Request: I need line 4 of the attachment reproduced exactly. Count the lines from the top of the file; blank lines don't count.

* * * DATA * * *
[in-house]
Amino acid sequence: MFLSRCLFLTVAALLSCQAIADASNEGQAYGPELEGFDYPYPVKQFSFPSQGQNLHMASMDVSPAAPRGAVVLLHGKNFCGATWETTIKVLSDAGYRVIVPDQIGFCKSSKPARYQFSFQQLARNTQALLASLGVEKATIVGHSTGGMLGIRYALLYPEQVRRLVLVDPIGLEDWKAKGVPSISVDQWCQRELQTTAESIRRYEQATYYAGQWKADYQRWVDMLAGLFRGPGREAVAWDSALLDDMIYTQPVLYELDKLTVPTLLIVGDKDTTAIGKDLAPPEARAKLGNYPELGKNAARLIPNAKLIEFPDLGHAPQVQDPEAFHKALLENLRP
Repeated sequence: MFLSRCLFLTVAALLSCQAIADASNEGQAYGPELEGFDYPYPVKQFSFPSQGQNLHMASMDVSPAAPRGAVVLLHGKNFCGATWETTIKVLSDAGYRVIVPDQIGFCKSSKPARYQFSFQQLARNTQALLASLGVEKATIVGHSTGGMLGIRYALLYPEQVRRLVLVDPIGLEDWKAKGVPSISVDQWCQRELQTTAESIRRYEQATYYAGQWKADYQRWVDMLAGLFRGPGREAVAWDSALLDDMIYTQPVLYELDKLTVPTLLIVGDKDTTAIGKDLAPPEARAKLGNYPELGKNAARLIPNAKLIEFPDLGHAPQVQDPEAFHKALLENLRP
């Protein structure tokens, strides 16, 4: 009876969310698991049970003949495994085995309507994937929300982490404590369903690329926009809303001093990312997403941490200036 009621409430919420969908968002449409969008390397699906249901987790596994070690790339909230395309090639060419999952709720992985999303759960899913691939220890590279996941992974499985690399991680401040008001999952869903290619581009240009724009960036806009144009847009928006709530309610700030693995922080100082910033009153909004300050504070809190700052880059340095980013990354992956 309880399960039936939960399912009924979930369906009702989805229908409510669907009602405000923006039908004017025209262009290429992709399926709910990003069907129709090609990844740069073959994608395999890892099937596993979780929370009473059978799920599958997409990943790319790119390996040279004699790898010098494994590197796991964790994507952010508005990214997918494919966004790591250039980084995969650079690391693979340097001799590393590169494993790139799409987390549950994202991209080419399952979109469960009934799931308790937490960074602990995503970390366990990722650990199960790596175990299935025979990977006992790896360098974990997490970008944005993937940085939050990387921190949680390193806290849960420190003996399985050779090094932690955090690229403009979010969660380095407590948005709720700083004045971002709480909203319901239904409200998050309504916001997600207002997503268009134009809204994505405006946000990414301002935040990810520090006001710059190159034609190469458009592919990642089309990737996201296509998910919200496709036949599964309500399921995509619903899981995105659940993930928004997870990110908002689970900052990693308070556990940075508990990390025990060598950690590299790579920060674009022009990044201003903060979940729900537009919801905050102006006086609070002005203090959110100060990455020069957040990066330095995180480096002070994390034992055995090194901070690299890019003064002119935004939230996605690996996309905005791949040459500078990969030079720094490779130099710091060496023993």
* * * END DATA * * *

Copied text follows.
């Protein structure tokens, strides 16, 4: 009876969310698991049970003949495994085995309507994937929300982490404590369903690329926009809303001093990312997403941490200036 009621409430919420969908968002449409969008390397699906249901987790596994070690790339909230395309090639060419999952709720992985999303759960899913691939220890590279996941992974499985690399991680401040008001999952869903290619581009240009724009960036806009144009847009928006709530309610700030693995922080100082910033009153909004300050504070809190700052880059340095980013990354992956 309880399960039936939960399912009924979930369906009702989805229908409510669907009602405000923006039908004017025209262009290429992709399926709910990003069907129709090609990844740069073959994608395999890892099937596993979780929370009473059978799920599958997409990943790319790119390996040279004699790898010098494994590197796991964790994507952010508005990214997918494919966004790591250039980084995969650079690391693979340097001799590393590169494993790139799409987390549950994202991209080419399952979109469960009934799931308790937490960074602990995503970390366990990722650990199960790596175990299935025979990977006992790896360098974990997490970008944005993937940085939050990387921190949680390193806290849960420190003996399985050779090094932690955090690229403009979010969660380095407590948005709720700083004045971002709480909203319901239904409200998050309504916001997600207002997503268009134009809204994505405006946000990414301002935040990810520090006001710059190159034609190469458009592919990642089309990737996201296509998910919200496709036949599964309500399921995509619903899981995105659940993930928004997870990110908002689970900052990693308070556990940075508990990390025990060598950690590299790579920060674009022009990044201003903060979940729900537009919801905050102006006086609070002005203090959110100060990455020069957040990066330095995180480096002070994390034992055995090194901070690299890019003064002119935004939230996605690996996309905005791949040459500078990969030079720094490779130099710091060496023993």